5. Display the Destination of Links

Because paper is not an interactive medium, readers of course cannot click through on links to gather more information.

Example of a print style sheet showing URL destinations

Say someone is reading a print-out about a fancy new product. Seeing “Click here for more information” all of a sudden would be rather irritating for them, wouldn’t it? This is easily fixed by adding the link destination after the link text itself, giving you something like this: “Click here for more information (http://hereismore.com/information).”

What’s more, for CSS 2-ready browsers, this can be done with plain old CSS. Here’s the code:

[css] a:link:after { content: " (" attr(href) ") "; } [/css]

You can spice things up with a smaller font size, italics or whatever else.


6. Make Links Stand Out from Regular Text

Readers need to be able to distinguish links from regular text. Basic usability rules apply here: blue and underlining is preferred, but I prefer to add bolding, too.

Remember that documents are often printed in black and white. Don’t depend only on color difference. Here is the code for sensible printed links:

[css] a:link { font-weight: bold; text-decoration: underline; color: #06c; } [/css]

#0066cc is a fresh blue color, and it looks like #999999 when printed in grayscale. With this, links will look good printed either in color or in black and white. They will also stand out from regular text.


7. What About Font Size?

In print, 12 points is the standard. But how do we translate that to CSS? Some say setting the font size to 12 points (pt) is good enough. Others recommend setting it to 100%. Still others say not to declare any font size in your print style sheet at all, because doing so would override the user’s preferences.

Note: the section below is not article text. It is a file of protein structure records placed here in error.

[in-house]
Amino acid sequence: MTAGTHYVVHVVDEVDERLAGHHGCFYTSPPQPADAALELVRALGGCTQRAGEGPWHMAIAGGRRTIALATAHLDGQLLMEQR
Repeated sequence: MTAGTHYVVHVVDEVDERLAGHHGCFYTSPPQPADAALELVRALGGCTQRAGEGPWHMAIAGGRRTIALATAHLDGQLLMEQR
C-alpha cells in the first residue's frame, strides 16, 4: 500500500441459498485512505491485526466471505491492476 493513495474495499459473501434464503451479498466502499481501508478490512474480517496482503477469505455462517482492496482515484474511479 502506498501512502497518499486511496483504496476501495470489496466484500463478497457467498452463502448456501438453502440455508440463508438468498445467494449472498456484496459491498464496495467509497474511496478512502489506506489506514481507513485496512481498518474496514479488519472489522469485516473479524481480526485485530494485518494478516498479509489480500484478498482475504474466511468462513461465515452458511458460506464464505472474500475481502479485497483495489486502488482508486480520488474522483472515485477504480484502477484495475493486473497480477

Personally, I go with a 12-point font size most of the time:

[css] p { font-size: 12pt; } [/css]


8. What About Fonts?

Most people prefer serif fonts because they are less tiring on the eyes, they better lead the reader through the text, and so on. Setting the font-family to serif in your print style sheet is probably a good idea, although some readers may be surprised to find that the font in their print-out is not the same as the one on your website.

Here is the code for a good print font stack:

[css] body { font-family: Georgia, ‘Times New Roman’, serif; } [/css]

Use of CSS3 font-face in print

One of the benefits of CSS 3’s @font-face property is that your special fonts can be printed, too, making print-outs look a lot more like your website!


9. My Blog Has a Lot of Comments. What Should I Do?

Well, this is really your choice. On the one hand, think of all the trees you’d be saving just by adding #comments { display: none; } to your print style sheet. On the other hand, comments are of great value on some blogs and contain some great discussion.